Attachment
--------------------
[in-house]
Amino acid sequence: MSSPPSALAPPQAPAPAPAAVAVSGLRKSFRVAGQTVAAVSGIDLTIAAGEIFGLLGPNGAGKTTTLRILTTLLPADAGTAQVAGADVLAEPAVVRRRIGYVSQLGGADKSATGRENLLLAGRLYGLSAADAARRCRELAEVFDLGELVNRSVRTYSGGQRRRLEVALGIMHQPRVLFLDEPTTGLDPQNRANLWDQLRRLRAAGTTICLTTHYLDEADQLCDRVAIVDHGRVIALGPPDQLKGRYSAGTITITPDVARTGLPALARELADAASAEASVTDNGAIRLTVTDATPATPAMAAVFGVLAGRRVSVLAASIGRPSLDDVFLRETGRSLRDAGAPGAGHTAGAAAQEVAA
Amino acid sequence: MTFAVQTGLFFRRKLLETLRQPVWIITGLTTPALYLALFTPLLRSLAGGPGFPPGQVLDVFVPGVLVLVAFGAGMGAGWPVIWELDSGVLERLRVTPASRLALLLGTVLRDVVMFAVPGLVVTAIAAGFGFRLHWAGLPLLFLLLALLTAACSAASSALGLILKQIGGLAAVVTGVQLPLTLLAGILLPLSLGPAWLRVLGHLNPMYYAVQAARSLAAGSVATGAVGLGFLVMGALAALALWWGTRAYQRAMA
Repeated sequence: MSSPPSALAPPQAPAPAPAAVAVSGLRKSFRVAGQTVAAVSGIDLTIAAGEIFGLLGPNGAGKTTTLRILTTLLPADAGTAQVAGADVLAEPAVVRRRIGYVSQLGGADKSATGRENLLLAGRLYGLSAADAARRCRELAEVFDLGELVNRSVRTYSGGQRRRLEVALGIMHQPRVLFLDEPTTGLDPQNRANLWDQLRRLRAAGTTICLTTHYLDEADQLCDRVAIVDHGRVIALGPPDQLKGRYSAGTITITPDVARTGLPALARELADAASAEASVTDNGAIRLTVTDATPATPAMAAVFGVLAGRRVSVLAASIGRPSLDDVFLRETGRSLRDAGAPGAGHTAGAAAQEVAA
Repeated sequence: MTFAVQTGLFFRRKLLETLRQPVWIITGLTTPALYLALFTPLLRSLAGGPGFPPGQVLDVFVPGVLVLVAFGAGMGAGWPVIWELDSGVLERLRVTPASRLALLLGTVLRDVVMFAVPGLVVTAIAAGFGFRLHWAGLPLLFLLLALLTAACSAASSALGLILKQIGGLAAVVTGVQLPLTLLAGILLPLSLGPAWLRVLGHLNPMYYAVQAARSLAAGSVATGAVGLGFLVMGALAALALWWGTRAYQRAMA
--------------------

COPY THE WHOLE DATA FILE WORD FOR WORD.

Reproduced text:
[in-house]
Amino acid sequence: MSSPPSALAPPQAPAPAPAAVAVSGLRKSFRVAGQTVAAVSGIDLTIAAGEIFGLLGPNGAGKTTTLRILTTLLPADAGTAQVAGADVLAEPAVVRRRIGYVSQLGGADKSATGRENLLLAGRLYGLSAADAARRCRELAEVFDLGELVNRSVRTYSGGQRRRLEVALGIMHQPRVLFLDEPTTGLDPQNRANLWDQLRRLRAAGTTICLTTHYLDEADQLCDRVAIVDHGRVIALGPPDQLKGRYSAGTITITPDVARTGLPALARELADAASAEASVTDNGAIRLTVTDATPATPAMAAVFGVLAGRRVSVLAASIGRPSLDDVFLRETGRSLRDAGAPGAGHTAGAAAQEVAA
Amino acid sequence: MTFAVQTGLFFRRKLLETLRQPVWIITGLTTPALYLALFTPLLRSLAGGPGFPPGQVLDVFVPGVLVLVAFGAGMGAGWPVIWELDSGVLERLRVTPASRLALLLGTVLRDVVMFAVPGLVVTAIAAGFGFRLHWAGLPLLFLLLALLTAACSAASSALGLILKQIGGLAAVVTGVQLPLTLLAGILLPLSLGPAWLRVLGHLNPMYYAVQAARSLAAGSVATGAVGLGFLVMGALAALALWWGTRAYQRAMA
Repeated sequence: MSSPPSALAPPQAPAPAPAAVAVSGLRKSFRVAGQTVAAVSGIDLTIAAGEIFGLLGPNGAGKTTTLRILTTLLPADAGTAQVAGADVLAEPAVVRRRIGYVSQLGGADKSATGRENLLLAGRLYGLSAADAARRCRELAEVFDLGELVNRSVRTYSGGQRRRLEVALGIMHQPRVLFLDEPTTGLDPQNRANLWDQLRRLRAAGTTICLTTHYLDEADQLCDRVAIVDHGRVIALGPPDQLKGRYSAGTITITPDVARTGLPALARELADAASAEASVTDNGAIRLTVTDATPATPAMAAVFGVLAGRRVSVLAASIGRPSLDDVFLRETGRSLRDAGAPGAGHTAGAAAQEVAA
Repeated sequence: MTFAVQTGLFFRRKLLETLRQPVWIITGLTTPALYLALFTPLLRSLAGGPGFPPGQVLDVFVPGVLVLVAFGAGMGAGWPVIWELDSGVLERLRVTPASRLALLLGTVLRDVVMFAVPGLVVTAIAAGFGFRLHWAGLPLLFLLLALLTAACSAASSALGLILKQIGGLAAVVTGVQLPLTLLAGILLPLSLGPAWLRVLGHLNPMYYAVQAARSLAAGSVATGAVGLGFLVMGALAALALWWGTRAYQRAMA